The July 7, 2016 ambush that killed five Dallas police officers forever changed the lives of people who were close to the victims.
Four years later, some of
those people are striving to make something good come from the tragedy.
It was a Black Lives Matter march that officers were protecting that night.
Officer Patrick Zamarripa’s mother was told that her son bought food for a homeless man along the way. Valerie Zamarripa said the small act of kindness was an example of the kind of person and police officer her son was.
“Someone had taken his potato chips. So, Patrick went to the 7-11 right there and bought him a bag of chips and a drink,” Valerie Zamarripa said. “Patrick was a happy person. And Patrick was there to try to make a difference.”
When the shooting began,
officers tried to guard the people who’d been demonstrating against police misconduct.
Zamarripa and four other
officers were killed. Seven more officers
Dr. Brian Williams was a trauma surgeon on duty that night at Parkland Hospital.
“It’s still something I think about every day. To this day, I still think about that night, how it impacted me personally, professionally, but also what it meant to the City of Dallas and families that lost their loved ones that evening,” Williams said. “That event forced me to look within myself at what I wanted to do, but also opened other doors where I could use my experience and expertise to have a greater impact on the world around me.”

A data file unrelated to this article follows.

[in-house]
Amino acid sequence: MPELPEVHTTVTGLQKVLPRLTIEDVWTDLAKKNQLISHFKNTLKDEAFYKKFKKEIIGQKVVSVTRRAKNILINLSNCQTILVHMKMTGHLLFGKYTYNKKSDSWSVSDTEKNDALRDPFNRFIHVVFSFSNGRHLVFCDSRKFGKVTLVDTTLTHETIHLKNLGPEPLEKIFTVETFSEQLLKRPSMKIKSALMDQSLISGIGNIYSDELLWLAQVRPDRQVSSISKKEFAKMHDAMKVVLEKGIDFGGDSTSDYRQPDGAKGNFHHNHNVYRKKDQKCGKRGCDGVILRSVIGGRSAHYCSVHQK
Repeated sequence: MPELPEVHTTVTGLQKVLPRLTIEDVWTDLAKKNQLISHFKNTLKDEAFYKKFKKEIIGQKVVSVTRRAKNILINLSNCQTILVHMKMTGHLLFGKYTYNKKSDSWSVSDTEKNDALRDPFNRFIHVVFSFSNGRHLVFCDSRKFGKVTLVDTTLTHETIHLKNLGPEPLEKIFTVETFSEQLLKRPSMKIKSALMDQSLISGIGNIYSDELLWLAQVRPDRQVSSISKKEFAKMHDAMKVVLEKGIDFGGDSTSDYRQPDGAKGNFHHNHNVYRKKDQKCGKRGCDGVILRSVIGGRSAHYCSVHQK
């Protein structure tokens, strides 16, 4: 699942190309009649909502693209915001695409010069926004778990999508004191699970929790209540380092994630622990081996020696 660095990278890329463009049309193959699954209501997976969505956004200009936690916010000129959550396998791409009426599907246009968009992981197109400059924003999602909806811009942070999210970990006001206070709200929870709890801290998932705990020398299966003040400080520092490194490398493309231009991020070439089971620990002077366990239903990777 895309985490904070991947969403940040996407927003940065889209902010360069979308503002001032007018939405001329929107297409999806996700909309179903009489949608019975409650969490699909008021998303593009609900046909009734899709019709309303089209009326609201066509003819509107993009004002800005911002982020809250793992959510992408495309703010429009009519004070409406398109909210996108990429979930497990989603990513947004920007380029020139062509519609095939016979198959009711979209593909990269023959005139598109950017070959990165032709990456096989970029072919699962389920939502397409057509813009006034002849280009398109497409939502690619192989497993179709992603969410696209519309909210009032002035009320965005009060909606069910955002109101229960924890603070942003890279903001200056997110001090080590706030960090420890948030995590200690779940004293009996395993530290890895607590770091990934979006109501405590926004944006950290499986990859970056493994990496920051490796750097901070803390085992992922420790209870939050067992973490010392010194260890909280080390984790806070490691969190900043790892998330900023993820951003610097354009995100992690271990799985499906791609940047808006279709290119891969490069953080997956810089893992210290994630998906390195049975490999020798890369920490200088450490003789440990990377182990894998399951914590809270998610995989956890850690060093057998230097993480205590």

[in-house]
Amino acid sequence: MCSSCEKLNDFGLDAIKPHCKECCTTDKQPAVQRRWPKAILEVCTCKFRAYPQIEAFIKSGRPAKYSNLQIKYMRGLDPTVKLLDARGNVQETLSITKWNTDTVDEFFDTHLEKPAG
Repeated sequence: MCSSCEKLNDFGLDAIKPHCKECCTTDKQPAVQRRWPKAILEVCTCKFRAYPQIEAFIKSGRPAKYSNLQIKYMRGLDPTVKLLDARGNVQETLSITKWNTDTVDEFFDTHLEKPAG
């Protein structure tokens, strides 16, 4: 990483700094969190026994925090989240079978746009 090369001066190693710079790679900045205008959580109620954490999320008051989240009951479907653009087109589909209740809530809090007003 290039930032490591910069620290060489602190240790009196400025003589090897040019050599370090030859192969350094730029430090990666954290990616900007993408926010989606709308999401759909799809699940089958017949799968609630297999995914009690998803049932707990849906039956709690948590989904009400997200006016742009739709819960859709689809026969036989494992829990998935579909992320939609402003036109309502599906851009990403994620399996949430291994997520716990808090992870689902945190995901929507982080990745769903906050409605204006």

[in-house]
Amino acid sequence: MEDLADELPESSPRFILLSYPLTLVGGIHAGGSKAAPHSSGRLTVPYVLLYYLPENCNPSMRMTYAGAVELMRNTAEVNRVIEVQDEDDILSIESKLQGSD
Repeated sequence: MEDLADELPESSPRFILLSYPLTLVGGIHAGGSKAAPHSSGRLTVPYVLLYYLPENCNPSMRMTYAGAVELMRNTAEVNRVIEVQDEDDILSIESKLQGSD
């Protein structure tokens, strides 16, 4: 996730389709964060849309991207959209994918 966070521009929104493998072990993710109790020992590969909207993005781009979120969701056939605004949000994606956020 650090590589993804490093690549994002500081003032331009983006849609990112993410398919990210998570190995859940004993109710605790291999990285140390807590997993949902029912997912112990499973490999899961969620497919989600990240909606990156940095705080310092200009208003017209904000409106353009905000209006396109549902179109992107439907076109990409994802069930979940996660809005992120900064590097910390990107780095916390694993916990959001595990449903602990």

Williams said losing so many officers in that manner, in the atmosphere of racial tension, opened his eyes to ways people can impact society.
Williams became Chairman of the Dallas Police Review Board, leading the push for one reform that demonstrators sought to increase community oversight of police.
Williams said he has carried a similar dedication to his new home in Chicago.
“We each have an individual obligation to look within ourselves to see what it is that we are contributing,” he said. “We must recognize that there’s a lot of work to be done. However, that does not give us permission to be complacent.”
On the 4th anniversary of the ambush, coronavirus limited the support that relatives of the victims have received from each other in previous years. There were no hugs Tuesday. There was a video conference meeting at Police Headquarters, instead.
Valerie Zamarripa wore a Dallas police polo shirt pinned with a picture of her son.
“I honor my baby and I
try to honor all the police as much as possible each and every day,” she said.
The police officer’s mom hopes to keep the strong community support there was for police after the ambush alive. She is disturbed by negative remarks from some demonstrators that police receive now.
“We need to come together to make changes and do it the right way. Quit fighting each other. Let’s be united. We all bleed the same color. We all put our pants on one leg at a time, and we’re all here together,” she said.
On that night four years ago, police eventually killed suspect Micah Xavier Johnson with a robot in El Centro College as he resisted capture after the ambush.